EPFL scientists have observed how catalysts behave at the particle level during water electrolysis. Catalysts play a crucial role in this reaction, in which water splits into hydrogen and oxygen. By shedding light on the underlying mechanism of the functional role of catalysts during the reaction, the scientists have made an important discovery for the design of renewable-energy storage systems.
If renewable energies are one day to replace fossil fuels, engineers need to find a way to store it reliably and on a large scale. One method that numerous researchers are currently studying involves storing the energy in gaseous form inside electrolytic cells.
Electrolytic cells work by using electricity to trigger an electrolysis reaction that splits water molecules into hydrogen and oxygen. The electricity can then be recovered by reversing the reaction and recombining the hydrogen and oxygen into water.
Catalysts are used to speed up electrocatalytic reactions without being consumed in the process. The catalysts used for water electrolysis are metal oxides, some of which tend to work better than others – although the exact reason remains unknown. “We’ve been able to see that during water electrolysis some oxides are particularly effective, robust, and stable,” says Vasiliki Tileli, an assistant professor and head of EPFL’s Laboratory for in situ Nanomaterials Characterization with Electrons. “But we can’t really explain why these oxides function better, since we don’t know exactly what happens to the catalyst during the reaction.”
In order to find this out, Tileli and Tzu-Hsien Shen, a PhD student at her lab, observed water electrolysis reactions under an electron microscope, examining how the catalyst behaves during the entire process by generating nanoscopic-scale images. They used a perovskite-type oxide catalyst called BSCF. “It is an intriguing catalyst with exceptional water-splitting properties,” says Tileli. “Most of the catalysts currently in use, like those made from iridium and ruthenium, are effective but very expensive and their supply is limited. Alternatives will eventually have to be discovered.”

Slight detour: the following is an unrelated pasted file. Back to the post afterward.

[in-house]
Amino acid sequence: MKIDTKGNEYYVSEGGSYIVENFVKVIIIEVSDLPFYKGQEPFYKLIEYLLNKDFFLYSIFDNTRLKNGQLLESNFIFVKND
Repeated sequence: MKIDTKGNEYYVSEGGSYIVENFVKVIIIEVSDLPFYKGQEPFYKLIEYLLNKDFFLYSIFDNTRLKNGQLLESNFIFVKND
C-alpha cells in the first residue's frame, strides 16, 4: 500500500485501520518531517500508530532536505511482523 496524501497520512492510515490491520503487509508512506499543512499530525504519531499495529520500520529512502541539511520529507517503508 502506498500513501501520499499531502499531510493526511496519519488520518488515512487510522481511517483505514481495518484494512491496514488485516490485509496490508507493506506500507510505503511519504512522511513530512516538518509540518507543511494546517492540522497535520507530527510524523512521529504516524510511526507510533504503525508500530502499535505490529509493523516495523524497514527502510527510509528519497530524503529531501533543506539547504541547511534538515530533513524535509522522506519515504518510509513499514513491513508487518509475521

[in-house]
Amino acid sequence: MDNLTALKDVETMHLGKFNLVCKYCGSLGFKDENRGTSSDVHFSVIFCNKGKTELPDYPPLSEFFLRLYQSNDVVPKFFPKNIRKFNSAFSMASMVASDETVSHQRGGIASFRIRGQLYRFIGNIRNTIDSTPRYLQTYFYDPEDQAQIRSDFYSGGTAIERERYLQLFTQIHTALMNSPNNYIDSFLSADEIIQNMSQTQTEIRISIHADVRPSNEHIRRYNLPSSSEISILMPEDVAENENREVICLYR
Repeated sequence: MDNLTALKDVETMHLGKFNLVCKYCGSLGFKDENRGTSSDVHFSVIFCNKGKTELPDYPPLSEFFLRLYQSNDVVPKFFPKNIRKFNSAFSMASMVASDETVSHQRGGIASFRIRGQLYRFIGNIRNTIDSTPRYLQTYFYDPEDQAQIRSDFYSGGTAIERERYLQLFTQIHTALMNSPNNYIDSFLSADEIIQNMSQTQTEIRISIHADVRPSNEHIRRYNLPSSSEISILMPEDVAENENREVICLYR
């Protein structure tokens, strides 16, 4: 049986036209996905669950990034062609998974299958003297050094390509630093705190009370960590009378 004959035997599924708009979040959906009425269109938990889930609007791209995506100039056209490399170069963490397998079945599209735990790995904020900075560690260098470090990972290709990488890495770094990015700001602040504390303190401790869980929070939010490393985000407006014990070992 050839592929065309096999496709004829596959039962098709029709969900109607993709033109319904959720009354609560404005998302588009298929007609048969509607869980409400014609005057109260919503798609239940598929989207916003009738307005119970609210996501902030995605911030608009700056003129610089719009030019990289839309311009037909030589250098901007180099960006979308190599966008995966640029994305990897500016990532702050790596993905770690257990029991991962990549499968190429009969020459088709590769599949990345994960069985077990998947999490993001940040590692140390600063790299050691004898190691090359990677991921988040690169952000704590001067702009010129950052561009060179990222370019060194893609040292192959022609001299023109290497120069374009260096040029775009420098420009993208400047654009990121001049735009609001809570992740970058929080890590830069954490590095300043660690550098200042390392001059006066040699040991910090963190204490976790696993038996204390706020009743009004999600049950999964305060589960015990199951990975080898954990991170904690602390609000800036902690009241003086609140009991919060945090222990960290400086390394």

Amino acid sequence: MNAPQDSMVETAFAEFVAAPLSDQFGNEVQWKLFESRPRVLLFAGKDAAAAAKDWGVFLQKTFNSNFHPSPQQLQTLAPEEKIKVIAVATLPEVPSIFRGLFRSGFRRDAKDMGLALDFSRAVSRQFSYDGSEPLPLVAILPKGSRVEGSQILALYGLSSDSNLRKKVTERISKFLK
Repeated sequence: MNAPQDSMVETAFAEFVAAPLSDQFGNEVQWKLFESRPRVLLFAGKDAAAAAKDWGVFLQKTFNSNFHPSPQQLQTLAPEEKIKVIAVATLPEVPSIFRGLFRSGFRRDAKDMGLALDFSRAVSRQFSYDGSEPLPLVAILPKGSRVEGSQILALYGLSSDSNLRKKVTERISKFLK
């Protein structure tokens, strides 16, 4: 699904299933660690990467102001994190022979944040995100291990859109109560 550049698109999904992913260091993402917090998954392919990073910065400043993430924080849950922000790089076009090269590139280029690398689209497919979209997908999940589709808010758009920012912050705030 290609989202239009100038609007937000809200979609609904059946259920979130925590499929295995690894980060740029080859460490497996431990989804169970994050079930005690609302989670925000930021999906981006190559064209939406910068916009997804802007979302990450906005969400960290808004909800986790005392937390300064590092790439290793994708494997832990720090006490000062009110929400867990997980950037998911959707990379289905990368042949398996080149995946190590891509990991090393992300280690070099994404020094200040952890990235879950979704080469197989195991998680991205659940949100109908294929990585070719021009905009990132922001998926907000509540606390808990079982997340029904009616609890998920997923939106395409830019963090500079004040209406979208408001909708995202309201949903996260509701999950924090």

Tileli and Shen captured real-time images of BSCF particles during each step of the electrolysis cycle. They saw molecular oxygen appear, meaning the reaction was taking place, and confirmed that the process was reversible. They also saw that BSCF is particularly robust.
In addition, the research team found that the particles’ surface atoms redistribute during the reaction, changing the surface properties. As a result, the particles interact with their surroundings differently at various steps in the electrolysis cycle. The surface is hydrophobic (i.e., water-repellent) during some steps, while during others it’s hydrophilic (i.e., attracted water). “These observations are unique,” says Tileli. “We suspected that the particle surface might be changing, but this had never before been observed at the nanoscopic scale and in real time.” The ability of a material to switch back and forth between the hydrophobic and hydrophilic states is highly valuable to engineers and can be used in a variety of applications, such as sensors, water purification systems, and self-cleaning surfaces. The scientists’ findings are published in Nature Catalysis.